The coronavirus is here. “We have arrived at a point where individuals should begin focusing on the outbreak,” says Catharine Paules, MD, an infectious disease specialist at Penn State Health. Individuals do not need to change what they are doing daily, but they should be on the lookout for the outbreak and pay attention to what the Centers for Disease Control and the Department of Health advise them. “

Fatalities and the Infected

A new virus is scary, and COVID-19 can be deadly, but so far, it has only been fatal in a small percentage of people. Currently, the death rate is estimated at 5.8% in Wuhan, China, and 3.4% in the rest of the world. The mortality rate from MERS (Middle East respiratory syndrome), another coronavirus, is 34.4%, while the flu death rate is approximately 0.1%. However, tens of thousands of people die annually from the flu, but not from MERS. The flu virus is much more contagious: up to 10% of the population is projected to contract the flu yearly, even with an available vaccine.

COVID-19 appears to be as contagious as the flu, and there is currently no vaccine against the virus, which means that many people can become infected. Some of those people are likely to die from the disease. However, many more people infected with the virus will have relatively mild symptoms or even no symptoms and will be able to recover at home. So while people shouldn’t be freaking out about the virus, they should do everything they can to prevent a full-blown outbreak.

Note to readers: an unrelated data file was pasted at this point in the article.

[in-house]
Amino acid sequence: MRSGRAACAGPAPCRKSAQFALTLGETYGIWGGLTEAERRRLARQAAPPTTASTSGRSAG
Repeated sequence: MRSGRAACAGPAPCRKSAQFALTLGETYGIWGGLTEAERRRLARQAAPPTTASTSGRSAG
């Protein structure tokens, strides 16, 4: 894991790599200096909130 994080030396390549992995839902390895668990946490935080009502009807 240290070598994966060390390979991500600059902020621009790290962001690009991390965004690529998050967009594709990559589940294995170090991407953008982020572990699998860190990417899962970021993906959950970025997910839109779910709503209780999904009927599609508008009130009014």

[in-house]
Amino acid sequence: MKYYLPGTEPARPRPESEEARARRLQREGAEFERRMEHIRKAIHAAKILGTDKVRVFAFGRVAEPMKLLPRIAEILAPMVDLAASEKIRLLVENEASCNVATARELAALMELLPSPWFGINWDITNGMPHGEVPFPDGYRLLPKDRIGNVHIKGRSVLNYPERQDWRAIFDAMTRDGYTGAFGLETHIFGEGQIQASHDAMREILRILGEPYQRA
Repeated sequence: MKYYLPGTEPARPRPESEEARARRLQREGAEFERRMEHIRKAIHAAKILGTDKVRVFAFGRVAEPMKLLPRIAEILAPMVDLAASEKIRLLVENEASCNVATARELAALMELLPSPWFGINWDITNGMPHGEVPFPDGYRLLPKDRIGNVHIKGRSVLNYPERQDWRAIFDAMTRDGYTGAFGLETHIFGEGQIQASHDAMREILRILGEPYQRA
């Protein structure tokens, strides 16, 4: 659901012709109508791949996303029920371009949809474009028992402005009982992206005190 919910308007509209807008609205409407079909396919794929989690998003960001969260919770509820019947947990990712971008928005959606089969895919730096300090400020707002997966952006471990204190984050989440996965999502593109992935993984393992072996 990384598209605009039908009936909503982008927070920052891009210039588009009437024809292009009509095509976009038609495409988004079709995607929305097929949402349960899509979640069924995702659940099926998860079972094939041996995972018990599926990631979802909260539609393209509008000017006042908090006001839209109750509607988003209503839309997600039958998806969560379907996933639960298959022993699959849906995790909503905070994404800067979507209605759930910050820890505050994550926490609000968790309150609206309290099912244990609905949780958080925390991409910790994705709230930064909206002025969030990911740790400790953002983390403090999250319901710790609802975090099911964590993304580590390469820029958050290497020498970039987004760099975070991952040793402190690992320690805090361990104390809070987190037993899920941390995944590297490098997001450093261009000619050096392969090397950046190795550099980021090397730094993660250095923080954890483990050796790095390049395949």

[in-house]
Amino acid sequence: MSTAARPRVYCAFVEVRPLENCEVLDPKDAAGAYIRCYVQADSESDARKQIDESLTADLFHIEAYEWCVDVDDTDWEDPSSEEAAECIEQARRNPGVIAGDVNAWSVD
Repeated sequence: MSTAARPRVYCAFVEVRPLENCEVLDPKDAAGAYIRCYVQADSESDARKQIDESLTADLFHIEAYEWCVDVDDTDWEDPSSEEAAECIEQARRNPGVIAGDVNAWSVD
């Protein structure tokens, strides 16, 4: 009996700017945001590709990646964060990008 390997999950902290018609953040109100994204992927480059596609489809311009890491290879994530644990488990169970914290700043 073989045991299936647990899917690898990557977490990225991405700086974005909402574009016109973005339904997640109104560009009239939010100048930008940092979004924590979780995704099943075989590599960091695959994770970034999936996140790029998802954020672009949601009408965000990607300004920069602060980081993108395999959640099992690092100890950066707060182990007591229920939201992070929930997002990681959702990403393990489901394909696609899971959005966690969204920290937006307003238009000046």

How might you shield yourself from getting the coronavirus? 

Basic sanitation and disease prevention strategies are your best option, as with any virus.

  1. Washing your hands well, at least 20 seconds with soap and hot water, can kill the virus.
  2. A pinch of alcohol-based hand sanitizers will also work.
  3. Also, avoid touching your mouth, nose, and eyes so that if the virus is on your hands, it cannot enter your body.
  4. Chlorine and alcohol-based cleaners are also effective in destroying the virus and are suitable for use on potentially infected surfaces.

Similar to the flu, COVID-19 is believed to be transmitted primarily through drops in coughs and sneezes. Those drops can travel up to six feet, so if someone close to you coughs or sneezes, stay away! You don’t want those drops to fall on you or touch your nose or mouth.

The virus can survive for at least a couple of hours and possibly longer on surfaces or objects, which can then touch and become infected. If you have been in public, a good practice is to wash your hands as soon as you enter before eating or touching your face.

Surgical Masks

What about the surgical masks you see everyone wear? Experts say there may be some benefit, but how much is unclear. And if you misuse it or have facial hair, the protection offered by a mask is practically nil.

“Common surgical masks do not prevent us from contracting a viral infection. There are no notable scientific data to praise the use of masks, “says William Schaffner, MD, professor of preventive medicine and infectious diseases at Vanderbilt University School of Medicine. 

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